Microsoft or any software company highly recommends keeping software updated, but there are a limited set of situations where the device cannot accept feature updates for years. These devices are devices on the manufacturing floor which are not connected to the internet, are always manually updated, and more of a once set-and-forget kind of devices.
I can imagine a scenario where Microsoft Office has been set based on workflow. The machines cannot connect to the internet, and everything stays on the computer. The data is moved to a local disk, but then ist a manual process requiring authorization.
Keeping this in mind, Microsoft is rollout a preview of a new commercial channel Microsoft Office Long Term Servicing Channel (LTSC) which will be available in April. The company has also planned the same for Windows 10 under Windows 10 LTSC release, and they will be aligned. Chances are Microsoft LTSC, and Windows LTSC might go hand in hand.
Microsoft Office LTSC Features
- It can be deployed using the same tool that is used for the standard version of Microsoft Office.
- The fixed lifecycle policy will govern it.
- Five years support.
- It will include
- Accessibility improvements
- Dynamic Arrays and XLOOKUP in Excel
- Dark mode support across multiple apps and performance improvements across Word, Excel, Outlook, and PowerPoint.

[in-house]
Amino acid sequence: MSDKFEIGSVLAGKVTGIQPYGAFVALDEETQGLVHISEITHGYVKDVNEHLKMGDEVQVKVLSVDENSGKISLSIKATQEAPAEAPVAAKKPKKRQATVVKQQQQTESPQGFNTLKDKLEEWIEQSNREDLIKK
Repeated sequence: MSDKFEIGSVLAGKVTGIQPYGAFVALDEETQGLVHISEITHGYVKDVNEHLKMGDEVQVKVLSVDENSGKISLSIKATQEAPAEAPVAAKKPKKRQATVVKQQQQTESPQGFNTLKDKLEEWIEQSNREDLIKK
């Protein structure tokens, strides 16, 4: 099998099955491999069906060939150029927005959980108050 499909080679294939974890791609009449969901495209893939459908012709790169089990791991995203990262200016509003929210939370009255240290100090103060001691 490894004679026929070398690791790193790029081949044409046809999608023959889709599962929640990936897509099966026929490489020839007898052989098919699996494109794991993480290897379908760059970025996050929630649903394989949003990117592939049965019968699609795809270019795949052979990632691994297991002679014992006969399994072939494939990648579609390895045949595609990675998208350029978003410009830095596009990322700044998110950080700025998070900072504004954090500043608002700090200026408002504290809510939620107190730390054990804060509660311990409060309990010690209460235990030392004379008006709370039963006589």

- It will be offered under a device-based “perpetual” license.
- It will be offered at an increased price of 10% compared to the regular version.
Apart from the core apps, information about on-premises Visio, Project, Exchange Server, Skype for Business Server, and SharePoint Server will be shared later.
Office 2021 release planned
Microsoft also shared that the company plans to release Office 2021 for personal and small business use later this year. It will be supported for five years with the traditional “one-time purchase” model.
We also plan to release Office 2021 for personal and small business use later this year. Office 2021 will also be supported for five years with the traditional “one-time purchase” model.
The last time we heard that Microsoft was planning to discontinue the standalone version, it looks like the demand is still there.